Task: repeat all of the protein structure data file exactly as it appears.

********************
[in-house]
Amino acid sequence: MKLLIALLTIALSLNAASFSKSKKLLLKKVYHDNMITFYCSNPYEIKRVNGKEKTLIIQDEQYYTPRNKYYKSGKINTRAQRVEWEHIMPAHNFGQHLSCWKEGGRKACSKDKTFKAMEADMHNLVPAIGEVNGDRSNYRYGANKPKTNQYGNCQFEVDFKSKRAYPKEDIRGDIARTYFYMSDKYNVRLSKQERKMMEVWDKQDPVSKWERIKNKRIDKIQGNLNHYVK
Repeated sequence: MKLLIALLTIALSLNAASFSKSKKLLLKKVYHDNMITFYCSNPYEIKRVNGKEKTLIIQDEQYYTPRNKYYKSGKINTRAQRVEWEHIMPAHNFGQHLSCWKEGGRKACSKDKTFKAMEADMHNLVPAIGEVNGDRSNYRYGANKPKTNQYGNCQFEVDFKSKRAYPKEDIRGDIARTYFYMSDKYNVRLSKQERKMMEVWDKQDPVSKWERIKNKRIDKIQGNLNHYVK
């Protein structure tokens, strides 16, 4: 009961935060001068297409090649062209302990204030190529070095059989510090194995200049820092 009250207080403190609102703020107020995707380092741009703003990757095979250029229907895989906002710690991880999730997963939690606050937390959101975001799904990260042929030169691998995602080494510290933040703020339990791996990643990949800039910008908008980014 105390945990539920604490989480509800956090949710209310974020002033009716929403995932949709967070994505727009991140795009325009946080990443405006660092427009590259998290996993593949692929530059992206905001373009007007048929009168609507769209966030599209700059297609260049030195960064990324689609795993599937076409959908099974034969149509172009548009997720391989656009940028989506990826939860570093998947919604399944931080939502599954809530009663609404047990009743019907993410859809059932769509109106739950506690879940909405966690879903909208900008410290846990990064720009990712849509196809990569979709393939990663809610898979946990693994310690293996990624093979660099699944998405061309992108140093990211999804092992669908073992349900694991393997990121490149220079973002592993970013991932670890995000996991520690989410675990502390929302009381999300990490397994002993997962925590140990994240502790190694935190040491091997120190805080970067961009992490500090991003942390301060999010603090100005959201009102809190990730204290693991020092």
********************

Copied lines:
[in-house]
Amino acid sequence: MKLLIALLTIALSLNAASFSKSKKLLLKKVYHDNMITFYCSNPYEIKRVNGKEKTLIIQDEQYYTPRNKYYKSGKINTRAQRVEWEHIMPAHNFGQHLSCWKEGGRKACSKDKTFKAMEADMHNLVPAIGEVNGDRSNYRYGANKPKTNQYGNCQFEVDFKSKRAYPKEDIRGDIARTYFYMSDKYNVRLSKQERKMMEVWDKQDPVSKWERIKNKRIDKIQGNLNHYVK
Repeated sequence: MKLLIALLTIALSLNAASFSKSKKLLLKKVYHDNMITFYCSNPYEIKRVNGKEKTLIIQDEQYYTPRNKYYKSGKINTRAQRVEWEHIMPAHNFGQHLSCWKEGGRKACSKDKTFKAMEADMHNLVPAIGEVNGDRSNYRYGANKPKTNQYGNCQFEVDFKSKRAYPKEDIRGDIARTYFYMSDKYNVRLSKQERKMMEVWDKQDPVSKWERIKNKRIDKIQGNLNHYVK
């Protein structure tokens, strides 16, 4: 009961935060001068297409090649062209302990204030190529070095059989510090194995200049820092 009250207080403190609102703020107020995707380092741009703003990757095979250029229907895989906002710690991880999730997963939690606050937390959101975001799904990260042929030169691998995602080494510290933040703020339990791996990643990949800039910008908008980014 105390945990539920604490989480509800956090949710209310974020002033009716929403995932949709967070994505727009991140795009325009946080990443405006660092427009590259998290996993593949692929530059992206905001373009007007048929009168609507769209966030599209700059297609260049030195960064990324689609795993599937076409959908099974034969149509172009548009997720391989656009940028989506990826939860570093998947919604399944931080939502599954809530009663609404047990009743019907993410859809059932769509109106739950506690879940909405966690879903909208900008410290846990990064720009990712849509196809990569979709393939990663809610898979946990693994310690293996990624093979660099699944998405061309992108140093990211999804092992669908073992349900694991393997990121490149220079973002592993970013991932670890995000996991520690989410675990502390929302009381999300990490397994002993997962925590140990994240502790190694935190040491091997120190805080970067961009992490500090991003942390301060999010603090100005959201009102809190990730204290693991020092």